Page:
“No tree Will Grow (on too high a mountain)” would be remembered as a highlight of the album, if not the entire Supersister canon. Beginning and ending with tape loped sombre electronic sounds, it is a work of dark musical genius… :

life is no good friend
good friendship never ends
the more you feel you've grown
the more you feel alone
start boasting your friends away
you think that is life 'your way'
though you know
no tree will grow on too high a mountain.

This lyrical pe ssimism prevailed throughout the album. The second side of the album began with the lon gest track on the record, “Energy (Out of Future)”. A typical Supersister piece, it opened with a complicated time signature giving way to an up tempo musical motif with darker lyrics. The track featured some superb solo fuzzed organ from Robert-Jan Stips and climaxed with electronic sounds more akin to German experimentalists Tangerine Dream, interspersed with a short excerpt of “She Was Naked”, before segueing into “Higher”, a lighter, more melodic song. Released in the Autumn of 1971, “To the Highest Bidder” was another remarkable work, perhaps demonstrating an advanced musical maturity not present on their first album, thanks in part to Supersister having more time to realise their ideas and feeling more comfortable in the recording studio. Adorned in a striking gatefold sleeve depicting two eyes, the record was given a boost when British radio DJ John Peel released the record on his Dandelion label, at that time distributed and marketed by Polydor in the UK, adding “She Was Naked” to the track listing. To assist with album sales in the Netherlands Polydor released an edited “No Tree Will Grow” along with “The Groupies of the Band” (a humorous insight into certain followers of Supersister) as a single. In Britain “She was Naked” finally gained a release as a single, coupled with the edited version of “No Tree Will Grow”. Despite the excellence of the singles, neither release made an impact on the respective chart listings.

Interviewed to promote “To the Highest Bidder”, Robert-Jan Stips declared; “When we write music the process begins with themes written by me. The other players in the band bring their ideas to them and in the end this all blends together. Sometimes it’s difficult because we differ a lot as individuals, but in the end it always works out well. We have learned to live with the fact that we don’t have a lead singer. On the other hand, for us the instrumental part is much more important.” Sacha van Geest added; “Actually we make this music simply because we like it. 75% of what we write is done to satisfy ourselves with the remaining 25% written with the public in mind. If the audience shows that they like some pieces we play them more often. Of course, it’s very nice when people like what you like.” Stips concluded; ”We saw ‘Present from Nancy’ as the closure of a period, a kind of document of our progression up to that point. The new record is more balanced, more serious, with less humour. Popular music is a reflection of society, maybe that’s why our new record is like it is”.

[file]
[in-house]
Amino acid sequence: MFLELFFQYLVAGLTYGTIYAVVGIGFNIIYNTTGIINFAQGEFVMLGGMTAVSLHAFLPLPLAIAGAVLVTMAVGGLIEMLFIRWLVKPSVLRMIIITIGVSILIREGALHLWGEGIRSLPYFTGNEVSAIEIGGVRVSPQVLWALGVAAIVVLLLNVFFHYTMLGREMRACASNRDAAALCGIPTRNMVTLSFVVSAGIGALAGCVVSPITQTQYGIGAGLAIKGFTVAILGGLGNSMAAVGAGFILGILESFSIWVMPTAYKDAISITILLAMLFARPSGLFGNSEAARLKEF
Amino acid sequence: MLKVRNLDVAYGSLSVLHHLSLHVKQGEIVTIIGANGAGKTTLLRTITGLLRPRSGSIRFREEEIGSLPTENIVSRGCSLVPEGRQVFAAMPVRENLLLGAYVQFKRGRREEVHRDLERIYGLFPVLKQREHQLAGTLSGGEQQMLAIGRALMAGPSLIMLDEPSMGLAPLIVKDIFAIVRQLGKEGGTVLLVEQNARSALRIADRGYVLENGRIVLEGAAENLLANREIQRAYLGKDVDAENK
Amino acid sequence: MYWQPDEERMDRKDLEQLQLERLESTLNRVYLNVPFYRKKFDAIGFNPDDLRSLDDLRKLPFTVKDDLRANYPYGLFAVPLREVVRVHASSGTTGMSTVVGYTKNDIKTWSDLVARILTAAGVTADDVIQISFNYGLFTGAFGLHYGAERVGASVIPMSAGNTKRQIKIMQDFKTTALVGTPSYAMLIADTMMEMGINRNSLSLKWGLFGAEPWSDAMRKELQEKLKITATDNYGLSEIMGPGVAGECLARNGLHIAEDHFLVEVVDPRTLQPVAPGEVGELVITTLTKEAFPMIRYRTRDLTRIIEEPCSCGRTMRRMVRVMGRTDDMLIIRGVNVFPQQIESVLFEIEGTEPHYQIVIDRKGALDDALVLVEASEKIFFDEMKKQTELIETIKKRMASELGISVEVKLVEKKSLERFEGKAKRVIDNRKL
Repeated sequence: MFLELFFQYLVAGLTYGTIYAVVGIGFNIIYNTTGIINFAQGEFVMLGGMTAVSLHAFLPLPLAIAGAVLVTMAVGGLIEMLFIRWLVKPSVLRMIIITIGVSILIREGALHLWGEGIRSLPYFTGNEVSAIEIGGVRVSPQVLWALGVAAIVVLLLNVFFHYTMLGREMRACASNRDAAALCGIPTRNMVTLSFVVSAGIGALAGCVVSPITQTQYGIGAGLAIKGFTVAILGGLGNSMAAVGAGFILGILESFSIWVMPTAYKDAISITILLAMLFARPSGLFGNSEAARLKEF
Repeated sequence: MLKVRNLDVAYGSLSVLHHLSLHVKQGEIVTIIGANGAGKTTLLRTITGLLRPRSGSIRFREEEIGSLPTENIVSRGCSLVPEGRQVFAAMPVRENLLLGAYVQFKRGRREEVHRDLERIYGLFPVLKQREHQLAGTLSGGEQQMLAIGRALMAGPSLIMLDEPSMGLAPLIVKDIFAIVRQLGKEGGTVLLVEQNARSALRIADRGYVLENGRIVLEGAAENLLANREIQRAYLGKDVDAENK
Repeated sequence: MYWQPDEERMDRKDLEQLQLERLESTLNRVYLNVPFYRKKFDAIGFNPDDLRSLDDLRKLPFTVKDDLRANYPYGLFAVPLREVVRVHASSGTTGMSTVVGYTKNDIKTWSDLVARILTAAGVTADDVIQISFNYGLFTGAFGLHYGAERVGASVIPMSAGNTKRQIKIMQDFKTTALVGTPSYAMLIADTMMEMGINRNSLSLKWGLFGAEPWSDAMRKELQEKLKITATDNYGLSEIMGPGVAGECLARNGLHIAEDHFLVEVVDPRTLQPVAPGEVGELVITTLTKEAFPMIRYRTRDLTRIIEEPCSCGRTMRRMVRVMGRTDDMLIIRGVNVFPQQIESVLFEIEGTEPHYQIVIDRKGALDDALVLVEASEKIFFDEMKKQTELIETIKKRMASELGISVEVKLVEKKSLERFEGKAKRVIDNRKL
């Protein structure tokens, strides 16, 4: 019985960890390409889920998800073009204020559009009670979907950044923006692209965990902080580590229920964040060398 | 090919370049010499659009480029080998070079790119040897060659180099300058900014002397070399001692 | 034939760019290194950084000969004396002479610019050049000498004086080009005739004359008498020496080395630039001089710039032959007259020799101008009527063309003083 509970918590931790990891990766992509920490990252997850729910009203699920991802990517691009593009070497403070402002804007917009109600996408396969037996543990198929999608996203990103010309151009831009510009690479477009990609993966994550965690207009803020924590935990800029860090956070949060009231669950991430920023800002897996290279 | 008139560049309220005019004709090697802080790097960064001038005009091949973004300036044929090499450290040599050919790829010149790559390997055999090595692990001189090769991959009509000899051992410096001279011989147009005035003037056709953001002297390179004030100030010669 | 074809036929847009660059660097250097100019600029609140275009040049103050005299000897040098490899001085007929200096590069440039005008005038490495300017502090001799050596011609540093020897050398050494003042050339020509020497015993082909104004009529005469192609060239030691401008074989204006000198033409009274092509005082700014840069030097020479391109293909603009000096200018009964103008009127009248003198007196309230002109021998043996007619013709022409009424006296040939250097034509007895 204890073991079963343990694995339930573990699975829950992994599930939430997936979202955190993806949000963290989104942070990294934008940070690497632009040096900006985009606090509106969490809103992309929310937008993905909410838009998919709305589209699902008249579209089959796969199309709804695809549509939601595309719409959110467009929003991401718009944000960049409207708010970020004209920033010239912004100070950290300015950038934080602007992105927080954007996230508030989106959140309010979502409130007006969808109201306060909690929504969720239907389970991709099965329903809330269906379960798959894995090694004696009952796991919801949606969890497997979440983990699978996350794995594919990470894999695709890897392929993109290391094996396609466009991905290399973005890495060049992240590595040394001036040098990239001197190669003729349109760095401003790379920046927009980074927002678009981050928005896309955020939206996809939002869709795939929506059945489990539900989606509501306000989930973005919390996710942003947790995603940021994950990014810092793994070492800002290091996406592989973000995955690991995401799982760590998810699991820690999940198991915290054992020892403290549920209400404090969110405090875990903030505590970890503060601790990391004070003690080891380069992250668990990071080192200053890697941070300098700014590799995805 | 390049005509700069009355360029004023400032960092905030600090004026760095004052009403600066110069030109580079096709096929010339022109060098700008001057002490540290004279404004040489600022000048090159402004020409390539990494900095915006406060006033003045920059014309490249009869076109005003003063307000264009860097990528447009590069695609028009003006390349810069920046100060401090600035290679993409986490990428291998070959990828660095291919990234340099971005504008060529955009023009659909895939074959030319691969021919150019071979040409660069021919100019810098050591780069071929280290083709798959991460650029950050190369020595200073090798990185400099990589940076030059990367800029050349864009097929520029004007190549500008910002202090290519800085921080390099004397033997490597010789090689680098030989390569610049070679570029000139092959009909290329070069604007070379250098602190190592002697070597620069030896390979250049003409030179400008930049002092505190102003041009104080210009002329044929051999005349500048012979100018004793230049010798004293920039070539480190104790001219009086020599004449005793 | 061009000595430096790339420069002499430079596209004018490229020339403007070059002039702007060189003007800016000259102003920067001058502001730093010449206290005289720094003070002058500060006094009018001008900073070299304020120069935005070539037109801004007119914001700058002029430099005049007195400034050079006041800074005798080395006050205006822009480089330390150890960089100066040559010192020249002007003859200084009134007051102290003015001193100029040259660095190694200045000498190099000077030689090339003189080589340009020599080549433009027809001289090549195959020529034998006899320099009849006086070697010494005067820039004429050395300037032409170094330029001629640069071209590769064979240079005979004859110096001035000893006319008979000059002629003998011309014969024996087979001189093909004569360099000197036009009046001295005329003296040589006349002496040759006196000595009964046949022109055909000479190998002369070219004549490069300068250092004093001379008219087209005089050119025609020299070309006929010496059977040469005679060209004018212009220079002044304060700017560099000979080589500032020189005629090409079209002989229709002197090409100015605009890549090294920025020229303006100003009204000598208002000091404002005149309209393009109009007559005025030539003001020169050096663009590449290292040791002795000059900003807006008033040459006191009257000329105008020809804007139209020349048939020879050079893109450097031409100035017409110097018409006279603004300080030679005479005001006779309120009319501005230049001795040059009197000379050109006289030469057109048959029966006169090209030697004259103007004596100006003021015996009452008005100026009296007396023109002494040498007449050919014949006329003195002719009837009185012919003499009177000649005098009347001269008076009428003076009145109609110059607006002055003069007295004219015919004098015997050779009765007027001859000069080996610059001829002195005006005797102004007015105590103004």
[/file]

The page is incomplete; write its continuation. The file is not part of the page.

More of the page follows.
After a series of concerts in the Netherlands, Supersister performed outside their homeland, undertaking live work in France, Italy and England. In October the band had the chance to work with an orchestra as part of a series of German concerts. The German TV channel NDR commissioned a performance with the Tanz und Unterhaltungsorchester des NDR, conducted by Alfred Hause. Ron van Eck and Robert-Jan Stips wrote and arranged some new pieces for this special occasion, which made for a memorable event. Part of this concert appeared in 2000 as part of the limited edition CD release “Memories Are New”. With the favourable reception of their collaboration with an orchestra, Stips soon announced a collaboration between Supersister and the Nederlands Danstheater (the Dutch Dance Theatre company), a modern ballet with music written and played by Supersister. This music would play a significant role in the creation of the band’s third album. Around this time rumours circulated that Supersister was going to expand its line-up by adding ex-Brainbox guitarist John Schuursma to the group. Despite discussions with this in mind Schuursma did not join the band, although this prompted thoughts of adding new instrumentation to within the ranks of Supersister. To this end Sacha van Geest mastered the tenor saxophone and began to play the instrument on stage at live concerts. He would soon utilise the instrument on the band’s next album. With the magnificent “To the Highest Bidder” Supersister had established itself as a respected album group. Despite being nominated, the album failed to win the prestigious Edison award (the Dutch equivalent of a Grammy). However, the fact that Supersister were even considered for the accolade demonstrated the impact they had made in the Netherlands, the product of much hard work and a desire to better themselves with each new recording. This innovation would lead to another remarkable album and further progression.


Paul Lemmens